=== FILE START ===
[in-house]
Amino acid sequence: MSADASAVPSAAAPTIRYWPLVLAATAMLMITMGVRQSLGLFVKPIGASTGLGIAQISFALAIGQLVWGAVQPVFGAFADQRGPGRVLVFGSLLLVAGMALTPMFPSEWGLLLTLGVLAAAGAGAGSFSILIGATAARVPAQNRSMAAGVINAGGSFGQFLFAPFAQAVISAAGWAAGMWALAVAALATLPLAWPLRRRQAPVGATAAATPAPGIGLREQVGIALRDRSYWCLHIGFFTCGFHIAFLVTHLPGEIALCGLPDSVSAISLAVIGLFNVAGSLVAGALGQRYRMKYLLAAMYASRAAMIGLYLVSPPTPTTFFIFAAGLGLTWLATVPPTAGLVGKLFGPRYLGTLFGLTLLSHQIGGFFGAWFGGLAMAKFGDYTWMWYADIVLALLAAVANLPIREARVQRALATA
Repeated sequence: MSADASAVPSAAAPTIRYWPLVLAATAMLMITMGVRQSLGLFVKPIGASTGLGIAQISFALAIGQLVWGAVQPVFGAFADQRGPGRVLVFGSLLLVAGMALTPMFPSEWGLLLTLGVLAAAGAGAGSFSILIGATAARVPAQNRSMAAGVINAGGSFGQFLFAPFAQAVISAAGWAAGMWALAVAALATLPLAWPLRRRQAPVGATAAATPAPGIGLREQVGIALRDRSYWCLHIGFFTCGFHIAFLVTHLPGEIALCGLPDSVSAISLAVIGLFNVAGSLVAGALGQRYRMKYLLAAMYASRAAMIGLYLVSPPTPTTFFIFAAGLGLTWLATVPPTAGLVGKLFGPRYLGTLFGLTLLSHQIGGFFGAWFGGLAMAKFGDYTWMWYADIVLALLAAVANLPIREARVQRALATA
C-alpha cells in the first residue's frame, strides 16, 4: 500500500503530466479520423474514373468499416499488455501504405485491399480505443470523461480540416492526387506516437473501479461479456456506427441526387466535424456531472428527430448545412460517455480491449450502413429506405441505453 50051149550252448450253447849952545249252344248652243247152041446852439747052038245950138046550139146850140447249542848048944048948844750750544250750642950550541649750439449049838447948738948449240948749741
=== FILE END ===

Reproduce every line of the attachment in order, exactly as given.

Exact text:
[in-house]
Amino acid sequence: MSADASAVPSAAAPTIRYWPLVLAATAMLMITMGVRQSLGLFVKPIGASTGLGIAQISFALAIGQLVWGAVQPVFGAFADQRGPGRVLVFGSLLLVAGMALTPMFPSEWGLLLTLGVLAAAGAGAGSFSILIGATAARVPAQNRSMAAGVINAGGSFGQFLFAPFAQAVISAAGWAAGMWALAVAALATLPLAWPLRRRQAPVGATAAATPAPGIGLREQVGIALRDRSYWCLHIGFFTCGFHIAFLVTHLPGEIALCGLPDSVSAISLAVIGLFNVAGSLVAGALGQRYRMKYLLAAMYASRAAMIGLYLVSPPTPTTFFIFAAGLGLTWLATVPPTAGLVGKLFGPRYLGTLFGLTLLSHQIGGFFGAWFGGLAMAKFGDYTWMWYADIVLALLAAVANLPIREARVQRALATA
Repeated sequence: MSADASAVPSAAAPTIRYWPLVLAATAMLMITMGVRQSLGLFVKPIGASTGLGIAQISFALAIGQLVWGAVQPVFGAFADQRGPGRVLVFGSLLLVAGMALTPMFPSEWGLLLTLGVLAAAGAGAGSFSILIGATAARVPAQNRSMAAGVINAGGSFGQFLFAPFAQAVISAAGWAAGMWALAVAALATLPLAWPLRRRQAPVGATAAATPAPGIGLREQVGIALRDRSYWCLHIGFFTCGFHIAFLVTHLPGEIALCGLPDSVSAISLAVIGLFNVAGSLVAGALGQRYRMKYLLAAMYASRAAMIGLYLVSPPTPTTFFIFAAGLGLTWLATVPPTAGLVGKLFGPRYLGTLFGLTLLSHQIGGFFGAWFGGLAMAKFGDYTWMWYADIVLALLAAVANLPIREARVQRALATA
C-alpha cells in the first residue's frame, strides 16, 4: 500500500503530466479520423474514373468499416499488455501504405485491399480505443470523461480540416492526387506516437473501479461479456456506427441526387466535424456531472428527430448545412460517455480491449450502413429506405441505453 50051149550252448450253447849952545249252344248652243247152041446852439747052038245950138046550139146850140447249542848048944048948844750750544250750642950550541649750439449049838447948738948449240948749741